2. Link to the recently-debated Matt Gonzalez entry
http://en.wikipedia.org/wiki/Matt_Gonzalez
And its talk page
http://en.wikipedia.org/wiki/Talk:Matt_Gonzalez

3. Link to the much-fought over Supervisor Chris Daly entry
http://en.wikipedia.org/wiki/Chris_Daly
And its talk page
http://en.wikipedia.org/wiki/Talk:Chris_Daly

4. Link to user page for Bay Area-based Wikipedia administrator Michael C. Berch
http://en.wikipedia.org/wiki/User:MCB

5. Link to web site for Andrew Keen, author of The Cult of the Amateur: How Today's Internet is Killing Our Culture
http://andrewkeen.typepad.com/

For more on the Wikipedian mentioned, Bill T. Fried: www.myspace.com/bfb
Direct link to video on myspace:
http://vids.myspace.com/index.cfm?fuseaction=vids.individual&VideoID=6429042


My Voice Nation Help
20 comments
Creepster987
Creepster987

Request a (highly principled, impartial) admin to assist with article Jeanne Marie Spicuzza. My own contributions per box instructions are in vain. User Antaeus Feldspar appears to have a negative history with the article, COI, and seems to be acting out of some sort of anomosity towards the subject, and any/all of its contributors and/or editors, WP:POINT, WP:CREEP, WP:BITE (see edit notes and talk page) violating WP:AGF, WP:FAITH, WP:DR bordering on WP:CIV, WP:EQ. Thanks for your assistance.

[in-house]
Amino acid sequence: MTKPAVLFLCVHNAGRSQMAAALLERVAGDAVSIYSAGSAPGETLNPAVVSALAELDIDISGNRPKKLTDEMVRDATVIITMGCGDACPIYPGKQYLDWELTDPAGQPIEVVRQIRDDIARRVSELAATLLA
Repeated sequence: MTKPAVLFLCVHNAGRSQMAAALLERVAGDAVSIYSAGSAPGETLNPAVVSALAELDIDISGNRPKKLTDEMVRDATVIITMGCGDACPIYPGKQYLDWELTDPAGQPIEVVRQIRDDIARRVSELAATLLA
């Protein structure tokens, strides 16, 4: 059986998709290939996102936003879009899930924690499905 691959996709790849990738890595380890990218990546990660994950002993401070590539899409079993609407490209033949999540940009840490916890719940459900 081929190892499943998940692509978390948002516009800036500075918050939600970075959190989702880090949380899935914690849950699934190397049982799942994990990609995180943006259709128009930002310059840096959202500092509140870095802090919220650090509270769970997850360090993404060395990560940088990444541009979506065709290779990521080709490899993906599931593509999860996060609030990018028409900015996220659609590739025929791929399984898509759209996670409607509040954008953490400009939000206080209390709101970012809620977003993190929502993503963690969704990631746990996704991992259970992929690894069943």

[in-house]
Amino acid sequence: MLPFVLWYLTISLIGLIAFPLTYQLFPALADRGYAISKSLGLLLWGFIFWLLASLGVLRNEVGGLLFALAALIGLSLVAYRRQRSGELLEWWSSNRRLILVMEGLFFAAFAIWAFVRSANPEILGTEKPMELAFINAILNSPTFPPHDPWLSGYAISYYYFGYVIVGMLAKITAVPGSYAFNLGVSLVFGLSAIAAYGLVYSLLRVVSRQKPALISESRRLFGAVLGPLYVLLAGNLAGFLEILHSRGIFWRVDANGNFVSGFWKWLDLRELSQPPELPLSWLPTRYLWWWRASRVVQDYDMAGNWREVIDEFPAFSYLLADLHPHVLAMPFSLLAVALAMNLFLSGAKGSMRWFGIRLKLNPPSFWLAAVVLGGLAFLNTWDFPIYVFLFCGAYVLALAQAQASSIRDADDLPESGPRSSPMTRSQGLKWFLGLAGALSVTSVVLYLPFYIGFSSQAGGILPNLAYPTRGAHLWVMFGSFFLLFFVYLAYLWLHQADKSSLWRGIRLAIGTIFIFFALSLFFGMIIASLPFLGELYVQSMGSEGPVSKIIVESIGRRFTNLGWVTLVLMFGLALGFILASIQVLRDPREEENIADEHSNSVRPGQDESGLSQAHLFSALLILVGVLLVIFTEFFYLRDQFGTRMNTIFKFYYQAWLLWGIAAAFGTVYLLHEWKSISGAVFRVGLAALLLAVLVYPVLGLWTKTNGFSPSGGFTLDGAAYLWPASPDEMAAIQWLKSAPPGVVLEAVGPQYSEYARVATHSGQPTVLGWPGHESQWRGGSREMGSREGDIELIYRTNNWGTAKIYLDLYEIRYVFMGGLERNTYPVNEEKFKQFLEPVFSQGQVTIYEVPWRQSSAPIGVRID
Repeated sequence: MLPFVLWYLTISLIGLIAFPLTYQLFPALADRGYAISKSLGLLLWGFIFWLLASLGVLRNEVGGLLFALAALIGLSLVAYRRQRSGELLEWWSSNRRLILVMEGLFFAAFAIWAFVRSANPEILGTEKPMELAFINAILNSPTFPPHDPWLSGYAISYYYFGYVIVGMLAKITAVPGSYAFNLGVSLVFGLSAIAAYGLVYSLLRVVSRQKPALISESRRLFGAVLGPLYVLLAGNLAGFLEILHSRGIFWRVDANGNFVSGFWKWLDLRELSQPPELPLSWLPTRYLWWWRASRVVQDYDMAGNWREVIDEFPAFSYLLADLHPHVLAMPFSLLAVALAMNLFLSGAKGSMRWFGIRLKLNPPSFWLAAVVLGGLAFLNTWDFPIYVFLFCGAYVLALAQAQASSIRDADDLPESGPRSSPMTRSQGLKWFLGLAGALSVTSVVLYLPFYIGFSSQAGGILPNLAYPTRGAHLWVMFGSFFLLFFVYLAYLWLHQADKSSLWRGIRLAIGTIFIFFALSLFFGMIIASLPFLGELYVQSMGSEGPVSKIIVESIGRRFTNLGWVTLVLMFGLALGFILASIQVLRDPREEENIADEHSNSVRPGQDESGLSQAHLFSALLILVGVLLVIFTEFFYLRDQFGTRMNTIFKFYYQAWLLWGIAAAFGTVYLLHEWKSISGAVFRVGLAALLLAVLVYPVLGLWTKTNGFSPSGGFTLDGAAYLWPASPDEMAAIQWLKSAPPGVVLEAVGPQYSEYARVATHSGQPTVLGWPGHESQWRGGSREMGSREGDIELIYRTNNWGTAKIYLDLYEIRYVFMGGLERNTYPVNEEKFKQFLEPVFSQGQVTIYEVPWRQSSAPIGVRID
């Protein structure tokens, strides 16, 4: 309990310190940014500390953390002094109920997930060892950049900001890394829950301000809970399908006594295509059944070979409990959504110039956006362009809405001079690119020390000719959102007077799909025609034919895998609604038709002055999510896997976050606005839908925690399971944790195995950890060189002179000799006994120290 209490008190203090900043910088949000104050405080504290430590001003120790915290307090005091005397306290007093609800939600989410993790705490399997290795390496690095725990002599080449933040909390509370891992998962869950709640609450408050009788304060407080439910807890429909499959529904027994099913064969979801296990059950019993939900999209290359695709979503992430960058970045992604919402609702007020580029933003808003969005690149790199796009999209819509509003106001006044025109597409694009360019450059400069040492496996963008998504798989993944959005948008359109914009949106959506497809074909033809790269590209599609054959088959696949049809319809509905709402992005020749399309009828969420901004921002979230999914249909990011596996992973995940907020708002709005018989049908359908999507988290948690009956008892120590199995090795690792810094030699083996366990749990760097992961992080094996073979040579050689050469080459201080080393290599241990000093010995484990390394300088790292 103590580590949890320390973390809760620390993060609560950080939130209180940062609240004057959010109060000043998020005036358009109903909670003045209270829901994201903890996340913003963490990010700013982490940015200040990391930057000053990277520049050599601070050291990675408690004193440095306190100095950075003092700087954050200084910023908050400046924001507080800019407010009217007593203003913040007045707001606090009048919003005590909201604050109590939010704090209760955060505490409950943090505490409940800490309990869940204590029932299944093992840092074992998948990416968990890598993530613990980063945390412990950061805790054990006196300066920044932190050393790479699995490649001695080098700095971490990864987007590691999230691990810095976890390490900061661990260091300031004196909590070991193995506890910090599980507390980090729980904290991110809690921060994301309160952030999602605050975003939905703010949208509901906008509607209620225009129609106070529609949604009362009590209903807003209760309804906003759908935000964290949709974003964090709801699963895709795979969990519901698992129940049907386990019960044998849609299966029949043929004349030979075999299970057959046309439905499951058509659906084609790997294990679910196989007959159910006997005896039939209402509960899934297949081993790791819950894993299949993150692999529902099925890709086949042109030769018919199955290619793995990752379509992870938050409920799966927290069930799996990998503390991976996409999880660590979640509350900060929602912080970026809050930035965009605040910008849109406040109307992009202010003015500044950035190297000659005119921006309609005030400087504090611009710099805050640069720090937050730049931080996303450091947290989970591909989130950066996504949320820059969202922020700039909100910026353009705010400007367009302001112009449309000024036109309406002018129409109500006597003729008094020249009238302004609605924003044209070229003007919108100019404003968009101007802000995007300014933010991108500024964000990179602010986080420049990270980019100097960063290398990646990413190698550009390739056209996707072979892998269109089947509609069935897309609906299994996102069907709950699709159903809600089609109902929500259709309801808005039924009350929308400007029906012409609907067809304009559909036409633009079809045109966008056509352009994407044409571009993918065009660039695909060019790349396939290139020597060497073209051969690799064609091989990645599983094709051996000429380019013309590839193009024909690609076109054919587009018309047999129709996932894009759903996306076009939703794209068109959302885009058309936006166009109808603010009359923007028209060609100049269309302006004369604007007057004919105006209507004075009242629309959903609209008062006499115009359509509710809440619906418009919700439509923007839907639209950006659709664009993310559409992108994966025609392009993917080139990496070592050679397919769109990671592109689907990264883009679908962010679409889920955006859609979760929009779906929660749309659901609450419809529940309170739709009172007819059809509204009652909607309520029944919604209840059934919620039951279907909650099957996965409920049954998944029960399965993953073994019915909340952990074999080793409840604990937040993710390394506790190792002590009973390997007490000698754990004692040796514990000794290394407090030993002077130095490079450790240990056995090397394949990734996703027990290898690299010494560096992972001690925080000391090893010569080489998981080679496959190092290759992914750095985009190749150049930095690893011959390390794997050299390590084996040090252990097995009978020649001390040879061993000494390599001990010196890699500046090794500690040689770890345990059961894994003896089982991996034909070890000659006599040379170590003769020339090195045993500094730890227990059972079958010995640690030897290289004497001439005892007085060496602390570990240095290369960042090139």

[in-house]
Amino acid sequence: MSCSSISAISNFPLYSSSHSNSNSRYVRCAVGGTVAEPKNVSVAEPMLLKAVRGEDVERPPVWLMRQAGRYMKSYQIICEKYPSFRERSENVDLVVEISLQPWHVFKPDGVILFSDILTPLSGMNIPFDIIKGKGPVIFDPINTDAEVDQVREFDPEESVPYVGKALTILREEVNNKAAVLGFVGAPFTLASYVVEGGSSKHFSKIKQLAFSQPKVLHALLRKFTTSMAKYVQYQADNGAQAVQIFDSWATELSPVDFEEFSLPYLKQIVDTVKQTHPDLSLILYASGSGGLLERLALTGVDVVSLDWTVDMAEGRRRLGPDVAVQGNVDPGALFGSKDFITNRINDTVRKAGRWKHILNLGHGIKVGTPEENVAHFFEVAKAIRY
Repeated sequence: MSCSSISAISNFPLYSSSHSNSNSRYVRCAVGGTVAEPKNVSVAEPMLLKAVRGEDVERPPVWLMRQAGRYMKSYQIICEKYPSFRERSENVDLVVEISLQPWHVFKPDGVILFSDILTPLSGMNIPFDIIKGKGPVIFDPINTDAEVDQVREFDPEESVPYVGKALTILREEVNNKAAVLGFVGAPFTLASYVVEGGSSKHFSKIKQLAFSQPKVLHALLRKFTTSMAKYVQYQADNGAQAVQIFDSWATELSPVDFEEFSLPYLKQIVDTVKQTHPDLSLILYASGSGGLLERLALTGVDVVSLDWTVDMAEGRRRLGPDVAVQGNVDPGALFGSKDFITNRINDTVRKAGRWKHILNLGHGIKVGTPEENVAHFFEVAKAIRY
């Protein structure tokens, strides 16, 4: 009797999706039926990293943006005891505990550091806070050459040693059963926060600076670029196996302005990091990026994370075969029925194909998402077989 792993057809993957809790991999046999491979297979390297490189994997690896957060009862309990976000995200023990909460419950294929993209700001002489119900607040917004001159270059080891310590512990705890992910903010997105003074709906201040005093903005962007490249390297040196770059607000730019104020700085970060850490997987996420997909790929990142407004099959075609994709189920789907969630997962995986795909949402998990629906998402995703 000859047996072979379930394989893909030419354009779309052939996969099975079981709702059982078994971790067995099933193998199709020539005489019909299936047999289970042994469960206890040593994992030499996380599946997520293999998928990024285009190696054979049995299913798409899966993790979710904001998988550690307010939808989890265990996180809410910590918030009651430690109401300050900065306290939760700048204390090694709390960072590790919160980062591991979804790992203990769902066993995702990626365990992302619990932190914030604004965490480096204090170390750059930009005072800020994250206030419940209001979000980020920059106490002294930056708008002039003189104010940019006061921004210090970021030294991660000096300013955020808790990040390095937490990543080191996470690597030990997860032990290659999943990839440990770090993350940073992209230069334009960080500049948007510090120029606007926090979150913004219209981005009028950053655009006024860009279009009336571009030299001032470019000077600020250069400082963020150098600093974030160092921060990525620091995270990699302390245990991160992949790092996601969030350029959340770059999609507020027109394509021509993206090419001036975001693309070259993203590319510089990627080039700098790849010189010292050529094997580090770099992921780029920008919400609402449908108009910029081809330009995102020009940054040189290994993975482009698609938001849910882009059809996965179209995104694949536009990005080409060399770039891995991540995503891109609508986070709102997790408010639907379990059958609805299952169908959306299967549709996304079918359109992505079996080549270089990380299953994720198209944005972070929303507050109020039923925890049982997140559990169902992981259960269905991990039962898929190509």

ElExigente
ElExigente

"This is where your movies are going to happen from"? No, that's all wrong. God doesn't talk like that. Not at all. God doesn't talk like a new age palm reader in a strip mall. It would be more like "'From whence cometh your movies? This,' sayeth the Lord." Or something like that. Anyhow, that's what He would say, although we do need to keep in mind that when you talk to God it's called prayer, but when God talks to you it's called schizophrenia. 

Xxxxxxxxxx_54
Xxxxxxxxxx_54

 From what small town cometh your state of mind, mam?

Chatterwocky
Chatterwocky

I'm not Telogen, I'm not heI'm a true celebrity!Or whoever I want to be!I'm an abbess, a funky drummerA late riser, an early cummerA winter spring fall or summerMe, I can be whoever I want!A poet, mom, baptismal font!'Cause I'm the greatest dilettante!It's so much fun to be this way!I'm who I think I am today!And every day's a field day!